University of Minnesota Masonic Children's Hospital
Houston, TX

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Ruth Hickok, B.S.

Medical Student
Oregon Health & Science University
Oregon Health & Science University
Portland, OR

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Sue Jackson, PhD, MPH

Utah Valley University
Orem, UT

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Alex Katz, MedicalStudent

Medical College of Wisconsin
milwaukee, WI

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Rashmi Kumar, MMED.Paediatrics

M.B.B.S, MMed. Pediatric Intensivist, Sr Lecturer
University of Nairobi
Nairobi, Nairobi Area, Kenya

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Carlos López-Ortiz, B.S.

Medicine Student
UPR-School of Medicine
Toa Alta, Puerto Rico

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Shuang Li, B.S.

University of Central Florida College of Medicine
Orlando, FL

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Xiuxiu Lu, Postgraduate

the Capital Institute of Pediatrics Affiliated to Children's Hospital
Beijing, China

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Xiuxiu Lu, Postgraduate

the Capital Institute of Pediatrics Affiliated to Children's Hospital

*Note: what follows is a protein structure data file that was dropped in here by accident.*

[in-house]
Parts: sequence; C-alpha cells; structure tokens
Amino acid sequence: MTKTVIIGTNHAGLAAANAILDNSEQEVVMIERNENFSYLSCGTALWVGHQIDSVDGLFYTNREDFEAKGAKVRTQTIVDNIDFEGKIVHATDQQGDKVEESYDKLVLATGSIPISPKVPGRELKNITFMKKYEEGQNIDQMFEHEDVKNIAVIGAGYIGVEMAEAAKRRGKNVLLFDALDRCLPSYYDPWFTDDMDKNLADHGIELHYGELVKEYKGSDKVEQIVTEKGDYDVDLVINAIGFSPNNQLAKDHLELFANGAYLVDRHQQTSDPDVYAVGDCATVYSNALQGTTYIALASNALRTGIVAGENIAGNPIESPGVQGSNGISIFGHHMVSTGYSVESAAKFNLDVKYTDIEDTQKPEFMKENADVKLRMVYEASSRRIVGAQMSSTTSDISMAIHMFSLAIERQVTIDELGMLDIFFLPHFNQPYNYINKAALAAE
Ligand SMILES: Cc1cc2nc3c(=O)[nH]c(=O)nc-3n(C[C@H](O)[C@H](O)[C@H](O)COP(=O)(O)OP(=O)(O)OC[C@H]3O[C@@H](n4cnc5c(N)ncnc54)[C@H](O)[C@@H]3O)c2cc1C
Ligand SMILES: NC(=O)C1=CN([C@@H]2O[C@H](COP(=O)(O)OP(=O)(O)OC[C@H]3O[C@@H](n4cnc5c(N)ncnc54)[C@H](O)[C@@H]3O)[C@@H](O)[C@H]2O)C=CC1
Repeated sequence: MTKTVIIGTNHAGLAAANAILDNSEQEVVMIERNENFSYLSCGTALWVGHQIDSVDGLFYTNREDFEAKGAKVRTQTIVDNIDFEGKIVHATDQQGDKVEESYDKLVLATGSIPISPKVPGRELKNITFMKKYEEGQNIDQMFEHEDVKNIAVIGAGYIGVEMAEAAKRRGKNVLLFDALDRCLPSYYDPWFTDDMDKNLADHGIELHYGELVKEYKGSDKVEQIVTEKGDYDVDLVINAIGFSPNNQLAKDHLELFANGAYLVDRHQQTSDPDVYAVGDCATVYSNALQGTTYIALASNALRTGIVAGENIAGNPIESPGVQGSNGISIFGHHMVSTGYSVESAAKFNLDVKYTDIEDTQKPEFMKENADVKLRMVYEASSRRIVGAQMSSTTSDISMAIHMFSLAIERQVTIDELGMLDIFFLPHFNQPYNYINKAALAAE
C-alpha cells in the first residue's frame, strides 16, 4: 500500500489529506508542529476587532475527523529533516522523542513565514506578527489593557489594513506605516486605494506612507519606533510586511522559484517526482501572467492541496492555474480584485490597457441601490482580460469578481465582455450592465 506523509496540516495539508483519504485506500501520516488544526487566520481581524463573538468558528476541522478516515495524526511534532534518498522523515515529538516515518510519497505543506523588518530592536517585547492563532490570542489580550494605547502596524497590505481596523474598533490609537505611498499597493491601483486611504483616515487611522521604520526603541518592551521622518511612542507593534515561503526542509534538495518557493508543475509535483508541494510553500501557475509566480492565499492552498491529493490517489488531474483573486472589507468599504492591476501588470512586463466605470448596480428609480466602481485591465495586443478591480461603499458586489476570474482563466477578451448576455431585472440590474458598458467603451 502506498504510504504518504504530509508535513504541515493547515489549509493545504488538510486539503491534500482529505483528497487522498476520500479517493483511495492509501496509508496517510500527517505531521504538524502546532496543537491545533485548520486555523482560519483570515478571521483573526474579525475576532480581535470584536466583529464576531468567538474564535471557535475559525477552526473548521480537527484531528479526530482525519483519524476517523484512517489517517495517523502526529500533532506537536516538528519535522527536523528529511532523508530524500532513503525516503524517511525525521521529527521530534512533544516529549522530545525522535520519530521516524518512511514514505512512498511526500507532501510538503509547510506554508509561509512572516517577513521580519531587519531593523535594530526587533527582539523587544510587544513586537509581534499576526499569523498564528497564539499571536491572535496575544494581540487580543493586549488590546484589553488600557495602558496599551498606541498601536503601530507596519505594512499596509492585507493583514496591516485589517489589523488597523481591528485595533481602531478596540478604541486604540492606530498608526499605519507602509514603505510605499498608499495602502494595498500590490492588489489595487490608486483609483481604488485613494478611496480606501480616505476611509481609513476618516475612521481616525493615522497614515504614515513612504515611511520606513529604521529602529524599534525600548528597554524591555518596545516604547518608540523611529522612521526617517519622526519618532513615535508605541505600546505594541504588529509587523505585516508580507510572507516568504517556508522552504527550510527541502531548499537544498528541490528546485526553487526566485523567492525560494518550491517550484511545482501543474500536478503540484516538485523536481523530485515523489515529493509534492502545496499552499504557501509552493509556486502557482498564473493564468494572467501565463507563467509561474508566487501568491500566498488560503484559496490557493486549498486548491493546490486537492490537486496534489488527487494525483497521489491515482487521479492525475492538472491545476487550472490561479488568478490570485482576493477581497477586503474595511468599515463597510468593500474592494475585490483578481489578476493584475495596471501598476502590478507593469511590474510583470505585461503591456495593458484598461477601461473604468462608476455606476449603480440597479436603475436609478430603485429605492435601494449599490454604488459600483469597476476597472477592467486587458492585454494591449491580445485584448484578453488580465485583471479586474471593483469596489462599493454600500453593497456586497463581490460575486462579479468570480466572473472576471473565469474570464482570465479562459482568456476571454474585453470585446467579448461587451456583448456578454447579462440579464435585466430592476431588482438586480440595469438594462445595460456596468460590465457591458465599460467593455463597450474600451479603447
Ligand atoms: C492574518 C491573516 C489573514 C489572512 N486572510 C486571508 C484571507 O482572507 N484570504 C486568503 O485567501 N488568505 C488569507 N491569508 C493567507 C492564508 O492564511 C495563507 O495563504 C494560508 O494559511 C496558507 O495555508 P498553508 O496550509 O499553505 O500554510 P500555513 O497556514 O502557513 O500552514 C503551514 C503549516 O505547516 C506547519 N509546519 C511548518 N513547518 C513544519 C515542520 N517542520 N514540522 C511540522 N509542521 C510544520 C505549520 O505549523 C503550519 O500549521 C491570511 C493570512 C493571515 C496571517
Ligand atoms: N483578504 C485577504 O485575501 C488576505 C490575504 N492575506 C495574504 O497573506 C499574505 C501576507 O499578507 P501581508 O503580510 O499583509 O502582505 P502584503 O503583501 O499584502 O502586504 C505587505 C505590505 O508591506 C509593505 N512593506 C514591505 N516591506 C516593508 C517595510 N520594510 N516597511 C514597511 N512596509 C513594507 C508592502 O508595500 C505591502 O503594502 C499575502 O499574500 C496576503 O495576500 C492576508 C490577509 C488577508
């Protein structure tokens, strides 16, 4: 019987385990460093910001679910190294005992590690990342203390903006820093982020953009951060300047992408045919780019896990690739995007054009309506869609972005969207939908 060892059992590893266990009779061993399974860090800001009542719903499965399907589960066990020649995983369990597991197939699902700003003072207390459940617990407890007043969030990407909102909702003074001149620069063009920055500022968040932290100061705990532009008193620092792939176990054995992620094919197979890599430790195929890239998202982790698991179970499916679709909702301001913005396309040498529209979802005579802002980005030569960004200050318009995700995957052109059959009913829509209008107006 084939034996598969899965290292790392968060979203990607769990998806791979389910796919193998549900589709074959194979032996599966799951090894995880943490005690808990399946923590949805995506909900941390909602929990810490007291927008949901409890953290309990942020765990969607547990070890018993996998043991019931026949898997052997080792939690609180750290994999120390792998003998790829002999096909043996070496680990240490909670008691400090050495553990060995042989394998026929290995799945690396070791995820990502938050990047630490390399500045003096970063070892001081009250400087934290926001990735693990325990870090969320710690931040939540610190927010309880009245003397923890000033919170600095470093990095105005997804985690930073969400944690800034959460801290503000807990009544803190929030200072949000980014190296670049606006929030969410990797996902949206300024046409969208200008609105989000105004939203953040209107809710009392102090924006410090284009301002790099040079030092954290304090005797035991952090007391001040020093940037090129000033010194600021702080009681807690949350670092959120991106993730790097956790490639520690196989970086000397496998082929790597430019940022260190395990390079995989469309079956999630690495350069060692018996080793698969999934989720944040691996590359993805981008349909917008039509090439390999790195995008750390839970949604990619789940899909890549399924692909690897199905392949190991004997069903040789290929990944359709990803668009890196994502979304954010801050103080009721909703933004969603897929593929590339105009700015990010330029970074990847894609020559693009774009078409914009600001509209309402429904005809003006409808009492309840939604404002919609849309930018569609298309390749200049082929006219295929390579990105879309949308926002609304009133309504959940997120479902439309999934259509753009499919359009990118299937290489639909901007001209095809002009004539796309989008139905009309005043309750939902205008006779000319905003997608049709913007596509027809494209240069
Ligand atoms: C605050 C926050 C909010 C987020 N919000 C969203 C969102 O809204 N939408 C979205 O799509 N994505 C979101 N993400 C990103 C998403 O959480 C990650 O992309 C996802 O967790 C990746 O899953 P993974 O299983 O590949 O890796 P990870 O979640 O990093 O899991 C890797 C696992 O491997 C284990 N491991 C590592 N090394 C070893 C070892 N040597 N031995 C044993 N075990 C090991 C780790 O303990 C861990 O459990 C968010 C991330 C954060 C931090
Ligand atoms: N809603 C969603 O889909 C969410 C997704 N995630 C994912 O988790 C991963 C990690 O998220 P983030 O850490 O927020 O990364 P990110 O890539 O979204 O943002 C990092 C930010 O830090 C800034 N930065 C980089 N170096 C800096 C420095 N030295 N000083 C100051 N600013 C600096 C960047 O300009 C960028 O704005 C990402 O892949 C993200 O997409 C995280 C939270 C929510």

Beijing, China

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Travis Matics, DO

Critical Care Fellow
University of Chicago Comer Children's Hospital
Chicago, IL

Presentation(s):

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Michael Mendez, B.S., RRT

Respiratory Therapist
Hershey Medical Center and Prompt Care
Hershey, PA

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Sinead Murphy, B.A.

Mayo Clinic Rochester
Mayo Clinic Rochester
Rochester, MN

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Pooja Nawathe, MD

Cedars Sinai Medical Center
Cedars Sinai Medical Center
90025, CA

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Andrea Ontaneda, MD, FAAP

Pediatric critical care fellow
Baylor College of Medicine/Texas Children’s Hospital, Department of Pediatrics, Houston, Texas; Section of Pediatric Critical Care Medicine
Baylor College of Medicine/ Texas Children's Hospital
Houston, TX